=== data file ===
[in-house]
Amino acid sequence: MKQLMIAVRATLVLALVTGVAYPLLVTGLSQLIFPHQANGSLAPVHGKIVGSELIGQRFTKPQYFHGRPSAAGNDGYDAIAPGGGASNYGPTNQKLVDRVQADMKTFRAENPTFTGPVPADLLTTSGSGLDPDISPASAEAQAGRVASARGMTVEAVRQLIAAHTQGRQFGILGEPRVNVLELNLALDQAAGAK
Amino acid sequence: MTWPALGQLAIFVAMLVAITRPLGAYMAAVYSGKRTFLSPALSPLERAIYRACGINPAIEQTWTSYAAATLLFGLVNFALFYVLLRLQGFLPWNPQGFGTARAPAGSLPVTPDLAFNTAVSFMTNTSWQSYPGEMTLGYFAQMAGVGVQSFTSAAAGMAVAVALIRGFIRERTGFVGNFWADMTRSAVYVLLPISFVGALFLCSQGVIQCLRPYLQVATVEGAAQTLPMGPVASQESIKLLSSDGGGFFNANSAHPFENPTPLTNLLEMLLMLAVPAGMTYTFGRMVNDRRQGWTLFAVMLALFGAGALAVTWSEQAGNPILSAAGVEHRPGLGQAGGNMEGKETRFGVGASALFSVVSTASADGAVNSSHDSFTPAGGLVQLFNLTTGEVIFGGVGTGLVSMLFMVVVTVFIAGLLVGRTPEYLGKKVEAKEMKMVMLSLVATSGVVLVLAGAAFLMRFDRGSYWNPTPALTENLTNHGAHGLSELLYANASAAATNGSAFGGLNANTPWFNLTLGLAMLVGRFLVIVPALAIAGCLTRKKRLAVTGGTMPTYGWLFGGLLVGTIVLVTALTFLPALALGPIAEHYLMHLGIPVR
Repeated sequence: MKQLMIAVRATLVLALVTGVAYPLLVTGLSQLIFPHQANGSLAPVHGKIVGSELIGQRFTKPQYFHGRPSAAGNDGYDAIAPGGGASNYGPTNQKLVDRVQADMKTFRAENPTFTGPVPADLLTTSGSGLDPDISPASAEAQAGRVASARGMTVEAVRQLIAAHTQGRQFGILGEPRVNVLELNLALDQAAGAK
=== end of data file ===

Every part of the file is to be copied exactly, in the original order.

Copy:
[in-house]
Amino acid sequence: MKQLMIAVRATLVLALVTGVAYPLLVTGLSQLIFPHQANGSLAPVHGKIVGSELIGQRFTKPQYFHGRPSAAGNDGYDAIAPGGGASNYGPTNQKLVDRVQADMKTFRAENPTFTGPVPADLLTTSGSGLDPDISPASAEAQAGRVASARGMTVEAVRQLIAAHTQGRQFGILGEPRVNVLELNLALDQAAGAK
Amino acid sequence: MTWPALGQLAIFVAMLVAITRPLGAYMAAVYSGKRTFLSPALSPLERAIYRACGINPAIEQTWTSYAAATLLFGLVNFALFYVLLRLQGFLPWNPQGFGTARAPAGSLPVTPDLAFNTAVSFMTNTSWQSYPGEMTLGYFAQMAGVGVQSFTSAAAGMAVAVALIRGFIRERTGFVGNFWADMTRSAVYVLLPISFVGALFLCSQGVIQCLRPYLQVATVEGAAQTLPMGPVASQESIKLLSSDGGGFFNANSAHPFENPTPLTNLLEMLLMLAVPAGMTYTFGRMVNDRRQGWTLFAVMLALFGAGALAVTWSEQAGNPILSAAGVEHRPGLGQAGGNMEGKETRFGVGASALFSVVSTASADGAVNSSHDSFTPAGGLVQLFNLTTGEVIFGGVGTGLVSMLFMVVVTVFIAGLLVGRTPEYLGKKVEAKEMKMVMLSLVATSGVVLVLAGAAFLMRFDRGSYWNPTPALTENLTNHGAHGLSELLYANASAAATNGSAFGGLNANTPWFNLTLGLAMLVGRFLVIVPALAIAGCLTRKKRLAVTGGTMPTYGWLFGGLLVGTIVLVTALTFLPALALGPIAEHYLMHLGIPVR
Repeated sequence: MKQLMIAVRATLVLALVTGVAYPLLVTGLSQLIFPHQANGSLAPVHGKIVGSELIGQRFTKPQYFHGRPSAAGNDGYDAIAPGGGASNYGPTNQKLVDRVQADMKTFRAENPTFTGPVPADLLTTSGSGLDPDISPASAEAQAGRVASARGMTVEAVRQLIAAHTQGRQFGILGEPRVNVLELNLALDQAAGAK